Malleable mental accounting also allows us to dip into our long-term savings for whatever present need or desire we might have. It allows us to spend on health care when an emergency presents itself. It allows us to make up entirely new budget categories on a whim; even worse, once we have this new line item, spending on it becomes easier in the future. Who knew there was a line item for “Celebrate Surviving Wednesday with Happy Hour” and that it repeated every week?
Sometimes when we do manage to save money in one way, we reward ourselves by spending on unrelated luxuries we wouldn’t normally buy, even though the point of saving in one mental account isn’t to spend from another. When this happens — which isn’t all the time, but often enough — we’re rewarding good behavior with bad behavior that directly undermines the good. Saving an extra $100 one week is a good start, but celebrating the saving by spending $50 on something we wouldn’t have purchased otherwise — like a dinner or a gift— doesn’t help our overall finances.
Another way we engage in creative accounting is known as INTEGRATION. This is when we rationalize that two different expenses are actually one by basically assigning the smaller expense to the same category as the larger one. This way, we can fool ourselves into believing we’re suffering just one big purchase, which is less psychologically draining than one large and one small purchase.
For instance, we add our $200 CD changer to our $25,000 car purchase and consider it simply part of the car. Or we buy a $500,000 house and $600 worth of patio furniture so we can sit on our beautiful new back deck. We frame the whole thing as a house purchase, not separate house and furniture purchases. By combining purchases this way we feel we haven’t incurred two losses — the house and the furniture — from two accounts — housing and home décor. It’s just one. Or, after an exhausting day of shopping, we buy an expensive dinner... and then dessert... and then a drink at the local bar. And we lump all of these indulgences together into a mental account vaguely recognized as “Suckered In by the Holidays Again.”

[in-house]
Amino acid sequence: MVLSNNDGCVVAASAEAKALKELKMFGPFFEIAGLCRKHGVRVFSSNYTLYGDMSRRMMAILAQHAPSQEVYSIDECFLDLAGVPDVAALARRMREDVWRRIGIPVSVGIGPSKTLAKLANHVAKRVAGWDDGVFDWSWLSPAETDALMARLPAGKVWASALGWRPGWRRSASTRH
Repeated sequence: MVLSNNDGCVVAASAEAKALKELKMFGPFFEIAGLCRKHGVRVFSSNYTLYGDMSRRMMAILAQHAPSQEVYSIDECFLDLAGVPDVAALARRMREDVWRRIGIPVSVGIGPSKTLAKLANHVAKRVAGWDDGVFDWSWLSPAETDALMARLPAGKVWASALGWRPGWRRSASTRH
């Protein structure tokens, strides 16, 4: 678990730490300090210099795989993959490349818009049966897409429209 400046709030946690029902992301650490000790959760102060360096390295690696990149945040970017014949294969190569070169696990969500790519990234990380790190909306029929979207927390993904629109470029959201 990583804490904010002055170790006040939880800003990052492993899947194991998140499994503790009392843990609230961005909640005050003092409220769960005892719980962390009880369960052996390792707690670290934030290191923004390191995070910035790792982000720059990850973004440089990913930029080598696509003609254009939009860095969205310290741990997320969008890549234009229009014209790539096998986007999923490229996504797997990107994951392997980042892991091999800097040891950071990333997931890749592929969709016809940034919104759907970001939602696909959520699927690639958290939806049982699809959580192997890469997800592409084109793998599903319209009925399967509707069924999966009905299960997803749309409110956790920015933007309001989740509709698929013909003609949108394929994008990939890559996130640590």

We also cheat on our accounting by misclassification. For instance, Jane didn’t want to spend money on a gift for her cousin Lou, so instead she spent hours making him a cake. That time and effort has a value: It’s four hours she could have been doing something else, from relaxing to visiting her family to even making money. Financially speaking, is her time worth more than the $15 she could have just spent on a picture frame for Lou? Probably (though there is, of course, emotional value in making a personal gift for family). Speaking strictly of money — which is Jane’s focus — trading $15 for four hours of exhausting work is a bad decision, but one she made because of poor classification.
Our personal mental accounting rules are neither specific nor strictly enforced. They often exist as vaguely unrefined thoughts in our heads, so it is easy to find loopholes when we need or want to find them. As we’ve seen before, when given the choice, most of us will take the easy way out: We’ll choose the most immediately tempting option, then use classification gymnastics to justify it without paying too much attention, even when the decisions we are making mean that we’re cheating ourselves.
There is no limit to the effort people will make just to avoid thinking.
We’re not bad people. Most of us are not consciously greedy, stupid, or ill-meaning by nature. We don’t blatantly or recklessly violate our mental accounting rules, but we do use the malleability of the rules to justify monetary decisions that fall outside those rules. Like cheating on a diet, we take advantage of our creativity and use it to justify almost anything pretty easily. After all, we deserve that ice cream cone since we had a salad for lunch earlier this week, right? And the ice cream truck is a local business to support, isn’t it? And it’s also only summer once a year, yeah? So let’s treat ourselves! Sprinkles!
This is an extract from Dan Ariely's Dollars and Sense published by Harper